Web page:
ACCIR’s project management cycle aims to reflect the principles of meaningful participation and inclusion, mutual and healthy partnership, intentional learning, and transparency and accountability.


ACCI Relief recognises that listening to and responding to feedback, concerns and complaints is integral to our commitment to achieve high standards and ensures accountability to all stakeholders. Complaints or feedback can be submitted to the Director at

If you have a complaint regarding a breach of the ACFID Code of Conduct, please contact the ACFID Code of Conduct Committee at or on 02 6285 1816.

Financial Report

Annual Reports

The most recent Annual Report is available for download below, and copies of previous Annual Reports are available online.

Financial Statements

The most recent full audited General Purpose Financial Statements is available for download, and previous Financial Statements are available online.

Director’s Report

At this conference of 2021, I have completed 12 years as Director of ACCI Relief and it is time for me to pass the leadership to another generation. This is a suitable time for this transition since Missions and Relief are at the highest ever level of effectiveness and fruitfulness.

It’s been a privilege to lead this mission and to build support for our relief efforts which have helped countless individuals and communities break free from poverty.

When I took over leadership of ACC Relief 12 years ago, the words ‘ACCI Relief’ only really existed on paper. While individual churches were supporting vulnerable communities both in Australia and overseas, there wasn’t a movement-wide approach or consistency around how we helped. We created a well-trained and qualified team of compassionate people that have helped us create a powerfully effective relief ministry. We are now operating in many nations and cultures, transforming communities, reducing poverty, preventing people trafficking and championing the cause of justice.

I am confident we are now a ministry that carries out the mission of Christ and the missions vision of our fellowship: including the call to help people in need. Importantly, this work is done in a way that’s respectful, sustainable and empowering of the communities we partner with. In fact, we’re doing this so well, that many ACCI policies and procedures are now being copied by other missionary organisations.

One of the finest achievements during my time leading ACCI is the work we’re doing through our Kinnected program. This work has two parts. Firstly, our case workers are helping reunite children who have been placed in orphanages with their families, while giving these families the tools and support to care for their children for the long term. Secondly, we’re working to change the conversation around institutional care – helping churches, individuals and even government see the dangers of continuing to invest in orphanages.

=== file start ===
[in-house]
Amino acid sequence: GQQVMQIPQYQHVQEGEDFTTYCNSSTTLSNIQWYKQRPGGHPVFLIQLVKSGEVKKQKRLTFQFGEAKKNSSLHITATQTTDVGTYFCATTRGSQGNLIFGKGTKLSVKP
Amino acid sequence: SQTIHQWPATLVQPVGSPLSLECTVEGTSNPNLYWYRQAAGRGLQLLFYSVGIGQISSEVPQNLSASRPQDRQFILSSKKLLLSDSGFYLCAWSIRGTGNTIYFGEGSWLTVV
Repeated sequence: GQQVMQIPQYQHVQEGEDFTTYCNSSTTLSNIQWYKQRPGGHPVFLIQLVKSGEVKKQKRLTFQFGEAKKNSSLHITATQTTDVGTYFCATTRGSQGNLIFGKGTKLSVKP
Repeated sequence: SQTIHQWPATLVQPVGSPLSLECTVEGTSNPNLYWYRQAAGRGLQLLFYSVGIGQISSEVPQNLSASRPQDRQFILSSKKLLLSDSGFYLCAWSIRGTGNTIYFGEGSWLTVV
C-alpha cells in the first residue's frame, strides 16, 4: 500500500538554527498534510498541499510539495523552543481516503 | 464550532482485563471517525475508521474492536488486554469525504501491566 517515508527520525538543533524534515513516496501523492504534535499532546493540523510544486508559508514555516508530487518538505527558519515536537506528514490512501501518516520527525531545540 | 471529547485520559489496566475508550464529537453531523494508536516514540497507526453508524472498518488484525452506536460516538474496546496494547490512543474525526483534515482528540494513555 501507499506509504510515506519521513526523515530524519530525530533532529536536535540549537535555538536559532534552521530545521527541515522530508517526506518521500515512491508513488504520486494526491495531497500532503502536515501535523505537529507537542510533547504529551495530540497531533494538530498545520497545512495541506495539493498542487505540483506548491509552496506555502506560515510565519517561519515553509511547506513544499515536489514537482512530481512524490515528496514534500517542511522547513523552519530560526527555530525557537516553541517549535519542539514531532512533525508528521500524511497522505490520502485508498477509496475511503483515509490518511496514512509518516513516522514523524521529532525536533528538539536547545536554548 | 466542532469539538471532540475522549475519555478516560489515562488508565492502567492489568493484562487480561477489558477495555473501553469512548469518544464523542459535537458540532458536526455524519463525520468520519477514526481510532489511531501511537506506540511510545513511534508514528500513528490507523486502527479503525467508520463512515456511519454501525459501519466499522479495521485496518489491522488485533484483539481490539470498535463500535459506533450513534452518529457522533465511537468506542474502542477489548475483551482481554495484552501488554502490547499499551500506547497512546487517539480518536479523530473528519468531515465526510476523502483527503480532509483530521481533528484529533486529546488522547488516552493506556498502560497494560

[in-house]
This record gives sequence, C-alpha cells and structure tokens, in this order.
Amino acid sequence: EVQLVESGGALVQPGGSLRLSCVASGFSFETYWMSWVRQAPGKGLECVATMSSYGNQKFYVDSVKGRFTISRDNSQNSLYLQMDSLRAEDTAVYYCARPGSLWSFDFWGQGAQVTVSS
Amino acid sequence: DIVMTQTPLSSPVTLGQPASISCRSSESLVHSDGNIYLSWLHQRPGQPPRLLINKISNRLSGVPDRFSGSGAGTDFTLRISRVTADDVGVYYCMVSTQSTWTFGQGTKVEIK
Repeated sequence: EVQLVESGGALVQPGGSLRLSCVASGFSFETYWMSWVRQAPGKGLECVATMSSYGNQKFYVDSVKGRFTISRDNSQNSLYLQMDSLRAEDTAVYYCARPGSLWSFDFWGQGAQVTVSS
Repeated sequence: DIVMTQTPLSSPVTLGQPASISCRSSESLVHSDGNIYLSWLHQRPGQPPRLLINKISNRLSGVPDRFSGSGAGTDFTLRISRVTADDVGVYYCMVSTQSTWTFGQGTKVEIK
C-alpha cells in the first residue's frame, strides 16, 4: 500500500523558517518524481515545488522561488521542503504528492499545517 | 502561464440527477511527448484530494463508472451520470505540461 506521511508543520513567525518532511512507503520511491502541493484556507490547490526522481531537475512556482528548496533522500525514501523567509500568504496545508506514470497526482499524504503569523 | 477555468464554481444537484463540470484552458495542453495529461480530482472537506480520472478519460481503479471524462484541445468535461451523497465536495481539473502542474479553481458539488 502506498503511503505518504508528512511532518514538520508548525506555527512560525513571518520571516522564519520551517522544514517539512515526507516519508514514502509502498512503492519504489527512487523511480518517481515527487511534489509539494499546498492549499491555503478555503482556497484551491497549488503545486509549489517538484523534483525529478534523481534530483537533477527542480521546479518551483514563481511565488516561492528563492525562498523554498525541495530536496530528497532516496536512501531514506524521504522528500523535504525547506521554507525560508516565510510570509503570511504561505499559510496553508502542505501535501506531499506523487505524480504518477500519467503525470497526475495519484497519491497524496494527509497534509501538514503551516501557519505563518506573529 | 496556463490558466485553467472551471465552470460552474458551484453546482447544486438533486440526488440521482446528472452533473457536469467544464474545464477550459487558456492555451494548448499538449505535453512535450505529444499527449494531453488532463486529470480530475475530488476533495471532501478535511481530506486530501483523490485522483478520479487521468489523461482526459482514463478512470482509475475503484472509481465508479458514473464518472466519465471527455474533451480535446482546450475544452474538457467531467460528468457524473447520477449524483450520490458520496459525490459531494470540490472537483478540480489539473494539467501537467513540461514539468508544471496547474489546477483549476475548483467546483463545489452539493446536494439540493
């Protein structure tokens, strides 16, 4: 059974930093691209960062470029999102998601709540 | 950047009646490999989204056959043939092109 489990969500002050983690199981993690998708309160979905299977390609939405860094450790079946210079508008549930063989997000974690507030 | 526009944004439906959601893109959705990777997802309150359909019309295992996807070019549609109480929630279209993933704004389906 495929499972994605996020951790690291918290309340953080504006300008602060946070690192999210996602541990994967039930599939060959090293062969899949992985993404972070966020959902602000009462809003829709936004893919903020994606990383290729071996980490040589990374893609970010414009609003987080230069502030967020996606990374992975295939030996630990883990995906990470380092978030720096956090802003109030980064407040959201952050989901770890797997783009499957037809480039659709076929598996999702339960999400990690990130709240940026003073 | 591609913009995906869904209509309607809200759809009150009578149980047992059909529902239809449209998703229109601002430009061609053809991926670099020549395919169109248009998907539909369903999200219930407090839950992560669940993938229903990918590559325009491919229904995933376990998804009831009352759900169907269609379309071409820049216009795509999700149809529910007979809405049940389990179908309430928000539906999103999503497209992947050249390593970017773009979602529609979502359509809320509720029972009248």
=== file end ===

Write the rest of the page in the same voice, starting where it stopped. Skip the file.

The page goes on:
Another tangible way our ministry is helping the world’s most vulnerable people is through our annual 1Day campaign, which has been running for 11 years. By encouraging individuals and churches to sacrificially give one day’s salary to our work each year, we’ve been able to raise over $2.7 million for life-changing relief (and missions) projects, enabling our field workers to have an immense impact on their communities.

Finally, I’m very pleased to have set up the disaster plan for the ACC movement, which has raised over $6.8 million, since 2009, for people affected by major disasters in Australia and overseas. Together, we’ve helped rebuild homes after the Brisbane floods; provide support to drought affected communities; bring relief to victims of bushfires in Tasmania, New South Wales, Victoria, South Australia, Queensland and Western Australia; and so much more.

It’s been a privilege to lead this ministry and to play a part in restoring our passion for helping those in need. I remain grateful for everyone I worked with – particularly our committed and innovative field workers who commit their lives to helping people break free from poverty.

I want to give special thanks to Ps Wayne – our National President – and the National Executive for their confidence in me over this last 12 years and for their invaluable support, without which we could not have achieved so much. I want to also thank all our churches and partners, here and overseas, who have supported us and worked with us to help ‘Change the World’ for so many people.

Ps Alun Davies

Introducing Ps John Hunt

I’m excited about leading ACCI because I believe God has graced our movement to influence the world. Our culture, leadership, structures and approach, combined with our peculiar mix of both pragmatism and idealism, is unique. And we uncompromisingly get the job done.

I’m incredibly thankful for those who have gone before and have laid such a solid foundation. That includes all our current team and our field workers, who have displayed remarkable resilience and employed substantial gifts and talents. I am incredibly excited as we watch God position our movement for this next generational wave of the ACC to hit the planet.